Cumberland County’s most populous municipality wants to reduce tobacco use in a county with the highest adult smoking rate in New Jersey.
Vineland City Council will vote Tuesday on whether to ban smoking in its parks and other public properties.
The vote, which follows a public hearing on the issue, essentially creates an entire city block where smoking will be banned.
City Hall, Police Department headquarters and Board of Education offices fill a block bordered by Wood, Plum, Sixth and Seventh streets. The city’s proposed regulations, and similar ones already enacted by the school district, will complement a state ban on smoking in indoor public places and workplaces throughout New Jersey.
The American Cancer Society estimates that 25 percent of adults in Cumberland County smoke tobacco products. South Jersey as a whole has the highest adult smoking rate in the state, according to the society.
City Councilwoman Maritza Gonzalez, who helped organize a series of monthly health and fitness events last summer, said studies show that reducing the number of places where people can smoke leads to a decrease in tobacco use.
“Health and wellness are impacted by tobacco use,” Gonzalez said. “Many of our residents struggle daily with their addiction.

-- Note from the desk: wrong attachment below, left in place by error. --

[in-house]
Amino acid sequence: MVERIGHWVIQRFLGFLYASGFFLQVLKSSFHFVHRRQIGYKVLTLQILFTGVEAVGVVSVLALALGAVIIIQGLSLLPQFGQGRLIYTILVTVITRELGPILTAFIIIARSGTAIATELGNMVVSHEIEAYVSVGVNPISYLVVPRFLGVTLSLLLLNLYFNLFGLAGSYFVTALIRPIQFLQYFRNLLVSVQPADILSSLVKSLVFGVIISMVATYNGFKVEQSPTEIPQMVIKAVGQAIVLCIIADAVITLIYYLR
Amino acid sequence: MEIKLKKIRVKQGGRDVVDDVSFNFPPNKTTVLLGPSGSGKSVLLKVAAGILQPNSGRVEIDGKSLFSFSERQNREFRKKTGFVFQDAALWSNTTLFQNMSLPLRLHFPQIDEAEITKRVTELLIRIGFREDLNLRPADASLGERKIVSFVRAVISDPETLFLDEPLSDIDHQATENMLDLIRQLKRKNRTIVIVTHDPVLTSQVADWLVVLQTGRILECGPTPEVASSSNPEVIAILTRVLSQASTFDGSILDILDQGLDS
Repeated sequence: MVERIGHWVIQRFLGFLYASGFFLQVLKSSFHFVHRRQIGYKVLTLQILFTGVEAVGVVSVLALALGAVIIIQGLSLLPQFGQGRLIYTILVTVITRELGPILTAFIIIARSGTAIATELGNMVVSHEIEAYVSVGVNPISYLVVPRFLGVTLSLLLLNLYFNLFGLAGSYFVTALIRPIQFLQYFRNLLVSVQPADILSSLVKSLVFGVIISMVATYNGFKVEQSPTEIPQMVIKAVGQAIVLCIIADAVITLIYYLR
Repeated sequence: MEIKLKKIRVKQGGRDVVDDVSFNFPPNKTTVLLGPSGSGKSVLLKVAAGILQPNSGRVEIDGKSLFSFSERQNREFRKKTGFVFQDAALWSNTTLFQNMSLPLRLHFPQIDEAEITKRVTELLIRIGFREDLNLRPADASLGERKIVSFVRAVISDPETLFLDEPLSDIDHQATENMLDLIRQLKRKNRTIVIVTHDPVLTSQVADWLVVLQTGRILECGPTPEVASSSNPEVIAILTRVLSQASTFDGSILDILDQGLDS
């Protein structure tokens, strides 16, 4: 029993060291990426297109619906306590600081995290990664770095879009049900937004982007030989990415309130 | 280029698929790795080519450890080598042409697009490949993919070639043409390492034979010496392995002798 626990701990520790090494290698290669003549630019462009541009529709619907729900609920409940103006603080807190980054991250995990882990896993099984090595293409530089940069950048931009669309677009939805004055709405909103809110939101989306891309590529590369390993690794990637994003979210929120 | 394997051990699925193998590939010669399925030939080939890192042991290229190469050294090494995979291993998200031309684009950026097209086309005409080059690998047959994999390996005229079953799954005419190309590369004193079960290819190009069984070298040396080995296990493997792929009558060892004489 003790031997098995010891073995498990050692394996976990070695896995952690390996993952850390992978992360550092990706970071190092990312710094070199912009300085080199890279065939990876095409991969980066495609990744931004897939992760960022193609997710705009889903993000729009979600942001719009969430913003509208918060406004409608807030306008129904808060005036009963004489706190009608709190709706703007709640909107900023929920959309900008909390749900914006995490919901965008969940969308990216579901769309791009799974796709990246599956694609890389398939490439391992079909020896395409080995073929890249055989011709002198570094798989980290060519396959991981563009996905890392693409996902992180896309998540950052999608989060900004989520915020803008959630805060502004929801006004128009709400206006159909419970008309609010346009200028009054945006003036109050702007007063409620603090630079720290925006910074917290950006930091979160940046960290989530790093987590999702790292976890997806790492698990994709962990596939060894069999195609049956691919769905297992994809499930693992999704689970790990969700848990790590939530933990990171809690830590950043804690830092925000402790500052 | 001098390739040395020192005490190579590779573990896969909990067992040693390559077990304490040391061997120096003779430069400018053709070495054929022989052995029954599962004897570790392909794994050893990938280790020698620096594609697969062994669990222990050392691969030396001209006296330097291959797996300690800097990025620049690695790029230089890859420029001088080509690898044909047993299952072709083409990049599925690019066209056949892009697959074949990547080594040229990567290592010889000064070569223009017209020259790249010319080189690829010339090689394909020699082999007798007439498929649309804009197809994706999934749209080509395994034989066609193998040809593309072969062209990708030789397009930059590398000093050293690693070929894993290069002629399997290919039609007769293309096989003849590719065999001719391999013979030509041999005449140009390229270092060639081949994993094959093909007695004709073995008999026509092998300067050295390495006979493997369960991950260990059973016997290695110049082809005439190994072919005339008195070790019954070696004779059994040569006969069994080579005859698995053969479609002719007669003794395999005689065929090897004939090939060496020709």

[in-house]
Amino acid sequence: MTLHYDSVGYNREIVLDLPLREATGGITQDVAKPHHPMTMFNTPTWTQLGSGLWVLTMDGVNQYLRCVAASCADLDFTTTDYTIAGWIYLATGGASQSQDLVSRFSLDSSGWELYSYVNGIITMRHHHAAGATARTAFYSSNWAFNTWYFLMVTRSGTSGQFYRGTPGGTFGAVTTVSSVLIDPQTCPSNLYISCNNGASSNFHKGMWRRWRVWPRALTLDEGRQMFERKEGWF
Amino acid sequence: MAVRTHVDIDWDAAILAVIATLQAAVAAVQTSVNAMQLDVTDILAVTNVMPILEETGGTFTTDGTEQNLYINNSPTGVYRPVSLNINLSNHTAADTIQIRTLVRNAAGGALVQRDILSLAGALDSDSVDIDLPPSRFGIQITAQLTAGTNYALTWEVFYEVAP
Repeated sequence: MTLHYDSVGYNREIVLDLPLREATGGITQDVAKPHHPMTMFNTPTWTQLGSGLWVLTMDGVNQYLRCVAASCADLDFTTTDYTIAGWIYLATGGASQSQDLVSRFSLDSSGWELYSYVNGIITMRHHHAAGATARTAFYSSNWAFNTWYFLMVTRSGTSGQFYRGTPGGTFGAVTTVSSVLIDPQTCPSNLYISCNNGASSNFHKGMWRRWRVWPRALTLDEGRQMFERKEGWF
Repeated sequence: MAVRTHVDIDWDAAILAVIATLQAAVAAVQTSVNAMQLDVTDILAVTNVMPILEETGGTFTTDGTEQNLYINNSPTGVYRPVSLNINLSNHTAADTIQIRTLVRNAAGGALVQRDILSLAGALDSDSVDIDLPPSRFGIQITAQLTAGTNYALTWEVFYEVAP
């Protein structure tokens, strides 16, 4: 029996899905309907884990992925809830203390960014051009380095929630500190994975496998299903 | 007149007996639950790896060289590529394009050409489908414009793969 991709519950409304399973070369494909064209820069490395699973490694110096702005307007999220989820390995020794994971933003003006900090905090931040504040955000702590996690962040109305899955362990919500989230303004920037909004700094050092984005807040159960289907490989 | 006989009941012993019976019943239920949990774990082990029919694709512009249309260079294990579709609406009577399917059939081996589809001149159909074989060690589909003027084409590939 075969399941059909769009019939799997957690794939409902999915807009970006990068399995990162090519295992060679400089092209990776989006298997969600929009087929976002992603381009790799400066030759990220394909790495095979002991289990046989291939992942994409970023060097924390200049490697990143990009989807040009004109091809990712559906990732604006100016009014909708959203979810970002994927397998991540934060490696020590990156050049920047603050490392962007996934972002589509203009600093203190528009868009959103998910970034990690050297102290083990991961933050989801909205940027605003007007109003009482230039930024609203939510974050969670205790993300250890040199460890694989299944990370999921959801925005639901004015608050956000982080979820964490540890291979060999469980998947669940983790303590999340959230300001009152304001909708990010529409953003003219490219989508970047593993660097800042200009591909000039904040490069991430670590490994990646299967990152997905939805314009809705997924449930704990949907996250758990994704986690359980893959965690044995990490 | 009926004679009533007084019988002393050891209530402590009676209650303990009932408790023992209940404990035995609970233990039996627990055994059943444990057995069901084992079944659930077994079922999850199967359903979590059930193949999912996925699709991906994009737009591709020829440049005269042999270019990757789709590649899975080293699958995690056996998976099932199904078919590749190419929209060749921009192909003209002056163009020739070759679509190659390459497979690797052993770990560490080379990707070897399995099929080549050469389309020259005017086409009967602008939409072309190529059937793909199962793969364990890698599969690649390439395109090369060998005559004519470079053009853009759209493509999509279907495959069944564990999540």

“The tobacco industry targets our youth each and every day to become smokers in an effort to replace the smokers who die or quit,” she said. “I want to teach our kids that smoking isn’t the norm. To do that, we have to create environments that are tobacco-free so they not only hear the (do not smoke) message, they perceive it as well because it’s not permitted everywhere.”
City officials said penalties for breaking the regulations will also help. The city will fine offenders $50 to $100 for a first offense, $100 to $200 for a second offense, and $200 to $500 for subsequent offenses.
Vineland is not the only Cumberland County municipality imposing smoking bans on public properties.
Lawrence Township Committee voted unanimously in January to ban smoking at its publicly owned recreational properties. The ban carries the same fine structure as is being proposed in Vineland.
Melanie Pirollo, administrative director of cancer services for Inspira Health Network, said such municipal action will help deter smoking and the illnesses it causes. The bans create yet another layer of anti-smoking messages, she said.
That could be aided by a state measure that would impose smoking bans in public parks and on beaches.
A bill that would create that ban was released last week by the Assembly Tourism and Gaming Committee. Bill advocates said the ban will help improve public health and reduce pollution, such as cigarette butts, on beaches.
The proposed state ban includes penalties that are more costly than the ones in Vineland and Lawrence Township.
Violators would be charged $250 for a first offense, $500 for a second offense and $1,000 for subsequent offenses.
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